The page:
8 November 2020
Call to Worship: Psalm 96:1-3
Opening Hymn: 145D “God, My King, Thy Might Confessing”
Confession of Sin
Almighty God, Who are rich in mercy to all those who call upon You; Hear us as we humbly come to You confessing our sins; And imploring Your mercy and forgiveness. We have broken Your holy laws by our deeds and by our words; And by the sinful affections of our hearts. We confess before You our disobedience and ingratitude, our pride and willfulness; And all our failures and shortcomings toward You and toward fellow men. Have mercy upon us, Most merciful Father; And of Your great goodness grant that we may hereafter serve and please You in newness of life; Through the merit and mediation of Jesus Christ our Lord. Amen.
Assurance of Pardon: Isaiah 53:4-5
Hymn of Preparation: Psalm 13 “How Long Will You Forget Me, LORD?”
Old Covenant Reading: Genesis 3:14-19
New Covenant Reading: Colossians 2:6-15
Sermon: Walking in Christ
Hymn of Response: 374 “All Hail the Power of Jesus’ Name”
Confession of Faith: Apostles Creed (p. 851)
Doxology (Hymn 568)
Closing Hymn: 429 “Come, Thou Fount of Every Blessing”
OT: 1 Kings 17:1-17
NT: Matthew 6:25-34
Provision in the Midst of Judgment
Monday (11/2) Read and discuss Colossians 2:6-15. The cross of Christ reveals an amazing paradox. At the very point when Jesus was being publicly shamed in His crucifixion, He was freeing His people and disarming and shaming the evil forces that are arrayed against us. How can this be? In the words of the beloved hymn, “O For a Thousand Tongues to Sing”, Jesus “breaks the power of cancelled sin”. We see in verse 14 that Jesus cancelled “the record of debt that stood against us with its legal demands. This he set aside, nailing it to the cross.” This was the greatest weapon that Satan and the demons held against us. They could bring accusations against us of cosmic treason and demand the death penalty. This fear of death, and the judgment that would follow, is the fear that all tyrants exploit. Yet, by bearing the full penalty of our sin on the cross, this weapon of our enemies has been utterly taken away. Second, the LORD gives us new life by His Spirit. Notice that we are “made alive together with Him (v. 13).” Christ’s own life is a guarantee of our everlasting life with God. Not only that, the Holy Spirit is given to us so that we are no longer in bondage to the power of sin as we were before. We are now enabled by the Spirit to “more and more die unto sin and to live unto righteousness.”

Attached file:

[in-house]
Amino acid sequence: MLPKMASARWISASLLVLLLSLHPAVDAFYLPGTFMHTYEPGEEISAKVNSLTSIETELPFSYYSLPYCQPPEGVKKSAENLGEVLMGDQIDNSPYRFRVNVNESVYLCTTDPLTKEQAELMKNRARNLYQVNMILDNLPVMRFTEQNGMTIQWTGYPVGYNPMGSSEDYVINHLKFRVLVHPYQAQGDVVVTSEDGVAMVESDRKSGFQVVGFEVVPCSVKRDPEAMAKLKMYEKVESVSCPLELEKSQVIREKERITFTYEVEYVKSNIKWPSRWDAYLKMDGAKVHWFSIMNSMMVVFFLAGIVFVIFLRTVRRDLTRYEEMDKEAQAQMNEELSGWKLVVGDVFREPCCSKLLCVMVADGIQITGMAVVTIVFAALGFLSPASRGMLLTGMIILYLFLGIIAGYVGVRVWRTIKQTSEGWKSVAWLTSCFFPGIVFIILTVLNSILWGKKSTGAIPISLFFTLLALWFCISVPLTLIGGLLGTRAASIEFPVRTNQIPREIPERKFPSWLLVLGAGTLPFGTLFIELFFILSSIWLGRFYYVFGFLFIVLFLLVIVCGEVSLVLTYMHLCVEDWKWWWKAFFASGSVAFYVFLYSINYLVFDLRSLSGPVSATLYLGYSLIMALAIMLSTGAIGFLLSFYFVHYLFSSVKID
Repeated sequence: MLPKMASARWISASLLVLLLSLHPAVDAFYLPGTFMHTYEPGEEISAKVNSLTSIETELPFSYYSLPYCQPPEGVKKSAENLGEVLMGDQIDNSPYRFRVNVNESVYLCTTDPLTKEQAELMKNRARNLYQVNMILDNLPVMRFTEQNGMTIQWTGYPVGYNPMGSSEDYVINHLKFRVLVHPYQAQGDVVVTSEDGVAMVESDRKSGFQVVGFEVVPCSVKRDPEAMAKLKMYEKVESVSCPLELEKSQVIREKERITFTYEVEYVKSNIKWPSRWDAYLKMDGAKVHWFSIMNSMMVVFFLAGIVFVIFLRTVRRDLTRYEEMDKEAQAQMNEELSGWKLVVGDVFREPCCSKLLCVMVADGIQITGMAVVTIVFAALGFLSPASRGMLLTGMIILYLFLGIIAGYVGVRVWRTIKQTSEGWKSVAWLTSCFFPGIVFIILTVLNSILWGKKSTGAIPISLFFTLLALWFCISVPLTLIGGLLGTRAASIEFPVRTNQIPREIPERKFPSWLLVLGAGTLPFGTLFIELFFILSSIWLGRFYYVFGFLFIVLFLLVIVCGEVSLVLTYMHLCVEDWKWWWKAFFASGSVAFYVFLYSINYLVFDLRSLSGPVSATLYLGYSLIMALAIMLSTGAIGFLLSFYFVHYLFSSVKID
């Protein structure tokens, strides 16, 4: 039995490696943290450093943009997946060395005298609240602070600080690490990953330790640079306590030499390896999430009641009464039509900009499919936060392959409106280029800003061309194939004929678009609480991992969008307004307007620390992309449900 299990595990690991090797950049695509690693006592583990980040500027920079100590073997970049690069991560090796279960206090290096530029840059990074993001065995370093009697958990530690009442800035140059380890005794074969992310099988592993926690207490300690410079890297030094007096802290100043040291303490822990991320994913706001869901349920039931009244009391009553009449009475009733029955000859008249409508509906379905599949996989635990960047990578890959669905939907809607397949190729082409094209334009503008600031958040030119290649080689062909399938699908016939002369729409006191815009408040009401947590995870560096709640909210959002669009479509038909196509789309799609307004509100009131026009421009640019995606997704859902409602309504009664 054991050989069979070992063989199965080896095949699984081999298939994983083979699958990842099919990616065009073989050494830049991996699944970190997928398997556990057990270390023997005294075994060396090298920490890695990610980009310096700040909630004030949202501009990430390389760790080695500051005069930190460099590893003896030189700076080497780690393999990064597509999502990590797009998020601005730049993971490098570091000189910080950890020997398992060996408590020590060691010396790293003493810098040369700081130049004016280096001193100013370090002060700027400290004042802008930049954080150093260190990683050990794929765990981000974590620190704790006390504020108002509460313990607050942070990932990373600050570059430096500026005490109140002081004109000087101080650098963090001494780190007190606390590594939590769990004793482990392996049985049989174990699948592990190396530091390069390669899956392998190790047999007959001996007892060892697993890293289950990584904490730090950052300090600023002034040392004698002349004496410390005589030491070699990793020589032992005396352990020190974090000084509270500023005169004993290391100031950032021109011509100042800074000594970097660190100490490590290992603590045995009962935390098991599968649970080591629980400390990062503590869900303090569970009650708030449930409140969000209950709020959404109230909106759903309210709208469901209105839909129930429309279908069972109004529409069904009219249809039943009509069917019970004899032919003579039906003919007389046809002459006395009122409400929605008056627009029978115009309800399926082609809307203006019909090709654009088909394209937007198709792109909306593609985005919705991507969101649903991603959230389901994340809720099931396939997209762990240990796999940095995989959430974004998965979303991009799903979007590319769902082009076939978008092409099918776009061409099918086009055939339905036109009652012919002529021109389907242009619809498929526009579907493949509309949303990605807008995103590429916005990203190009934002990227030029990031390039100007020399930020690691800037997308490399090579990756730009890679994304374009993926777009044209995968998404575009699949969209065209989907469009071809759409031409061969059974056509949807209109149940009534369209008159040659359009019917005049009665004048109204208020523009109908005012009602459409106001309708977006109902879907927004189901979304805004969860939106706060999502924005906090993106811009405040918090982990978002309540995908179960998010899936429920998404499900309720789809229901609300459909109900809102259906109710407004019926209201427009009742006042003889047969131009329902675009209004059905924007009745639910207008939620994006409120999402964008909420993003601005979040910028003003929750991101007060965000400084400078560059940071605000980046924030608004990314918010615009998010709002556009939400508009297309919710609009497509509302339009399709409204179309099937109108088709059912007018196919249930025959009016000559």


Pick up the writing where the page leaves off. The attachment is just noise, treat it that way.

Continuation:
Read or sing Psalm 145D “God, My King, Thy Might Confessing”
MEMORY WORK Q. 83. Are all transgressions of the law equally heinous?
A. Some sins in themselves, and by reason of several aggravations, are more heinous in the sight of God than others.
Tuesday (11/3) Read and discuss Genesis 17:15-27. Iain Duguid writes:
This relationship with God is a relationship that affects your children also. I meet many people who tell me that they want their children to be free to decide for themselves what they think about religion when they grow up. One lad told me that she keeps books from a cult alongside the Bible on her children’s bookshelf, so that they will be free to make up their own minds when they get older. But the message of the Bible is that we are not free to choose our own gods in the way we choose our favorite brand of laundry detergent. It is not simply a matter of “finding the religion that works for you”; it is a matter of surrendering to the covenant-keeping God or facing the consequences. When God chose Abraham, he didn’t choose just him; he chose his children as well. God is not only the God of Abraham, but also the God of Isaac and Jacob. That is why Abraham was to circumcise his children; they needed to know that they were not free to choose their own gods. They were to receive the sign of the covenant to show them that they were part of the covenant people. They belonged to the one true God, and they were to submit to him.
Did circumcision save them? Absolutely not. Ishmael was circumcised on the same day as Abraham (Gen 17:26), yet he showed no evidence of a heart renewed by grace. Although he bore the sign of the covenant, he was not ultimately part of God’s covenant people. As he grew up, he lived “in the face of” God’s covenant people (16:12), not in friendship with them. As Genesis 17:19-20 makes clear, although God’s blessing rested on Ishmael and his descendants, his covenant was with Isaac and his descendants. In a similar way, circumcision pointed Israel’s children to the one covenant God who alone could save them. If they trusted in him, like their father Abraham, they would find refuge in him. But if they refused that God and rebelled against him, their very circumcision would testify against them. They too would be cut off as Ishmael was.
Read or Sing Hymn Psalm 13 “How Long Will You Forget Me, LORD?”
MEMORY WORK Q. 84. What doth every sin deserve?
A. Every sin deserveth God’s wrath and curse, both in this life, and that which is to come.
Wednesday (11/4) Read and discuss Genesis 3:14-19. James Montgomery Boice writes:
All is not lost, though at times it may seem to be. Although sin grows worse and with it, sin’s troubles. God is unchanged and his mercy endures from generation to generation.
We see it in the judgment of Eve and Adam. It is true that Eve and those women who follow her were subjected to pain in childbearing, but sorrow is afterward forgotten for “joy that a child is born into the world.” One of those births produced the Savior. Again, a woman enters into conflict with her husband, but this is not with one who is a stranger or even her enemy but one who loves her and to whom submission is often sweet. As for man, though the ground is cursed for his sake, the land is nevertheless not made entirely unproductive but rather “yields its fruit in season.” Although God curses the ground, he also sends rains and snows to water it, “making it bud and flourish, so that it yields seed for the sower and bread for the eater.” Man sweats, but he revives again. He dies, but he rises to life everlasting.